My grandfather was born in 1893, and served in World War I in France. He carried a small pocket diary with him, though notations in it were scant on detail. However, one thing that stood out was a comment he made about the work he was doing. He was part of the Ambulance service, and thus drove an ambulance in the field, carrying wounded away from the fighting line to the medical facilities.
He remarked how the men were being taught to drive the cars because most of them did not know how to do so.
Sep 10, 1917 – Had some more excellent training for ambulance driving – worked as a stevedor unloading ammunition – as yet I have learned about everything except the handling of a Ford car.
Sep 22, 1917 – After months of waiting our cars are at last definitely assigned to us. Now for making drivers of our men.
Oct 7, 1917 – Cars run fine except that hobnails left by many soldiers in the road have caused many punctures – largely because the tires are not heavy enough to stand the work.
Oct 13, 1917 – … This sector in the Argonne woods is known as a sector of rest. Thank heavens for us as we are expected to drive Fiats which most of us never handled before.
It makes you wonder how much of what we take for granted today will be unknown in the future. And, even more, what do we not even imagine today that will be commonplace in years ahead? Most of us, at least in the United States, give little thought to driving a car. When you are old enough, you get a license and training, and then spend much of your life behind the wheel of a vehicle.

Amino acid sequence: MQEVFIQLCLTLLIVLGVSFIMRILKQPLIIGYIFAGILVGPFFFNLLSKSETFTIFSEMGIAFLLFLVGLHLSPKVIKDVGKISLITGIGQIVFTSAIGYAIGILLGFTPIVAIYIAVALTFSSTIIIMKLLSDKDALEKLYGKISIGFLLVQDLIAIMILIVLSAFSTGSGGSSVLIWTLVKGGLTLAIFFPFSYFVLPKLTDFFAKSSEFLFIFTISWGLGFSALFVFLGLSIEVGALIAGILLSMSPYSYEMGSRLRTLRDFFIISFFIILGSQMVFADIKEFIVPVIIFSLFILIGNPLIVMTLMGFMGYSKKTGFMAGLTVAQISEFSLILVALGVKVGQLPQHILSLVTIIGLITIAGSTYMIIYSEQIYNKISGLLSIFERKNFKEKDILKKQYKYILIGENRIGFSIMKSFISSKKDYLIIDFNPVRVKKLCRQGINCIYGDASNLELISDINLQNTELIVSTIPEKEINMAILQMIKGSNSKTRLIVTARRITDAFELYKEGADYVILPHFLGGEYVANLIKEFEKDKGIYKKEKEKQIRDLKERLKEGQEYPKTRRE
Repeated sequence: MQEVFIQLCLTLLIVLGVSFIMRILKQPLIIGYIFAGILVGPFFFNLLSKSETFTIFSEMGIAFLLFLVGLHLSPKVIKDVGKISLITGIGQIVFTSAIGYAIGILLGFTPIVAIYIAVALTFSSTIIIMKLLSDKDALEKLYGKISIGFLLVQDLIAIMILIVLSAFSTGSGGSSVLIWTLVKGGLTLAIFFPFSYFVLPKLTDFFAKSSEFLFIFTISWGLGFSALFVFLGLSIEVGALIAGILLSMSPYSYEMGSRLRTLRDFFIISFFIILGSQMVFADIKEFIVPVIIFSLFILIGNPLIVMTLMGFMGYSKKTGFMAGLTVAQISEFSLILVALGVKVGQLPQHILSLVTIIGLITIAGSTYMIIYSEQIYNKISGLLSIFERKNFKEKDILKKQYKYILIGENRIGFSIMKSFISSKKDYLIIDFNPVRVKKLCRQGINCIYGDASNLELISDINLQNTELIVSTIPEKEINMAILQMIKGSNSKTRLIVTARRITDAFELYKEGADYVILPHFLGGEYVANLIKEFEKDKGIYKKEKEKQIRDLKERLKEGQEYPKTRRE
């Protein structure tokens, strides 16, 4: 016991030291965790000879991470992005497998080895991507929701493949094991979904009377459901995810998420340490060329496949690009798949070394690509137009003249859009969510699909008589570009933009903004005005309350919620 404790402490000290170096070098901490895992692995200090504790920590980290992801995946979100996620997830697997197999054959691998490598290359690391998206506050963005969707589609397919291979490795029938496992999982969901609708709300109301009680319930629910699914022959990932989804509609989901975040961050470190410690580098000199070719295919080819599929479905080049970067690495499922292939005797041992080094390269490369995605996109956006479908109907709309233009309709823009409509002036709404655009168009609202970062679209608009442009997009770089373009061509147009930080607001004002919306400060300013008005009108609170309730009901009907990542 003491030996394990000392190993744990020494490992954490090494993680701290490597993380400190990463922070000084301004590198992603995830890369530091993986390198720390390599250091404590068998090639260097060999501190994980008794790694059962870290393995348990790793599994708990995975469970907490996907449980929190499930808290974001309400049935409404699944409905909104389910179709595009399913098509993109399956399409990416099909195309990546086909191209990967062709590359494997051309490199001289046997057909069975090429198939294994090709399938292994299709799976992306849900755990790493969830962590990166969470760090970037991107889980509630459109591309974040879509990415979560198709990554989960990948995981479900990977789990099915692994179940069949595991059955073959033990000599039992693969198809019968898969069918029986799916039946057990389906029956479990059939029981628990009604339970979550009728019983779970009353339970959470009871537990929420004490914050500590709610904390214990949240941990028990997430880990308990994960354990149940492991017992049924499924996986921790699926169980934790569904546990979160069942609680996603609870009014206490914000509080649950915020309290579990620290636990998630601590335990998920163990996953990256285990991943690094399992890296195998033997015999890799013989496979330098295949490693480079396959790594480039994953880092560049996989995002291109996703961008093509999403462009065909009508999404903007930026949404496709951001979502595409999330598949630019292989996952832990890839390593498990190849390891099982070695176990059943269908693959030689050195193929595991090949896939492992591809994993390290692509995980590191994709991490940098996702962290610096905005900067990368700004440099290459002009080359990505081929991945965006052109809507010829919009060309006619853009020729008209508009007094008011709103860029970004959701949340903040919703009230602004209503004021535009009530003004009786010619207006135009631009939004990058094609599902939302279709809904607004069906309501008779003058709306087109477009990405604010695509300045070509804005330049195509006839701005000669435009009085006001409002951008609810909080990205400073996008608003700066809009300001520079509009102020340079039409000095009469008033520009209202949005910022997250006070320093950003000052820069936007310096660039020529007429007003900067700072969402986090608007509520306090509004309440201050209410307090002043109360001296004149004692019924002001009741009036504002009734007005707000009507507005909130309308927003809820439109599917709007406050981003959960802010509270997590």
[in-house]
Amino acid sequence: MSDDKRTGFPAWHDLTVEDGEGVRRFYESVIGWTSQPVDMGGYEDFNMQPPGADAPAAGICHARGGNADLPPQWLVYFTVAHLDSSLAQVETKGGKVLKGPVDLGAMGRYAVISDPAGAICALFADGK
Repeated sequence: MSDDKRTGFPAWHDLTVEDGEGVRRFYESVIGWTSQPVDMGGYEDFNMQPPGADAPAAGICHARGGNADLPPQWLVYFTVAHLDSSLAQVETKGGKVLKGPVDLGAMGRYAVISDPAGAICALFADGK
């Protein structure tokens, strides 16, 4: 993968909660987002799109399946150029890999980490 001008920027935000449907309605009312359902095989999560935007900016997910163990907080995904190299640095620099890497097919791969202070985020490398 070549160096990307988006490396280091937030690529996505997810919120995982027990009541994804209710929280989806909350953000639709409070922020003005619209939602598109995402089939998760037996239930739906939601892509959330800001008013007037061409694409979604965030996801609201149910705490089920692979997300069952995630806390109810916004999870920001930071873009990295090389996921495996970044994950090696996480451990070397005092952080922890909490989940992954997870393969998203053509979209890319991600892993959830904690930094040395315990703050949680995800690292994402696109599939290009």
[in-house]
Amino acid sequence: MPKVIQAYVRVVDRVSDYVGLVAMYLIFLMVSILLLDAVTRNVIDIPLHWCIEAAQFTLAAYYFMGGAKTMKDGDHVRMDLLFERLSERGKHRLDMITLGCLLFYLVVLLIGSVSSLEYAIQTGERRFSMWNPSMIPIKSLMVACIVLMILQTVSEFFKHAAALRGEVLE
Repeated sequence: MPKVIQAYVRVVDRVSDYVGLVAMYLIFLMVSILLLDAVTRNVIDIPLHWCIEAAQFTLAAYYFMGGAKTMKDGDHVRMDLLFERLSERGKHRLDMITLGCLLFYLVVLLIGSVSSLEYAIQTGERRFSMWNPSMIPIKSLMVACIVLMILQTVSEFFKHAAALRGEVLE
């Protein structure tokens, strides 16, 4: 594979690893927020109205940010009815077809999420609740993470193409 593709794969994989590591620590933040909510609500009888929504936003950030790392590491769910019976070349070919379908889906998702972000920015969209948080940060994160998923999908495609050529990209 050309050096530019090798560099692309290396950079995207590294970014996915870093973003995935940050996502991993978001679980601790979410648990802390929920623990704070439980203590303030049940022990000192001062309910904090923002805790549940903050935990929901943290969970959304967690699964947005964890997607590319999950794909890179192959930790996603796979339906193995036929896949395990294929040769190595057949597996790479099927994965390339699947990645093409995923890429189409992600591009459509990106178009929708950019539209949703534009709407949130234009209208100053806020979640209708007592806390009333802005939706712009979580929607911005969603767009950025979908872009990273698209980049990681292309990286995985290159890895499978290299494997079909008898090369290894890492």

But even in that, we are already starting to see a change. Traffic has become so bad in so many places, that more and more people are looking to mass transit options like commuter trains. While owning a car has been a much desired goal for many years, more and more people are content not to deal with the expense and just use ride services or public transit. What will tomorrow bring? Will having a pilot’s license become as commonplace as driver’s licenses currently are?
In the 1960s, when the original Star Trek aired on television, phones were wired into the wall. They were big and clunky. So to see people in the future using small, handheld devices to communicate over long distances was “science fiction”. Only, in 2017, it’s not. Though largely replaced by smart phones, remember that one common iteration of the cell phone was the flip-phone. You flipped it open to make your calls – just like they did with their communicators on Star Trek.
Driving, indoor plumbing, refrigeration – many generations passed without those things, and gave little thought to it. What in our lives will be gone in 20 years, replaced by something “better”?
It does give you pause. My grandfather went from horse and buggy days to the space age in his lifetime. What will we see over the course of ours?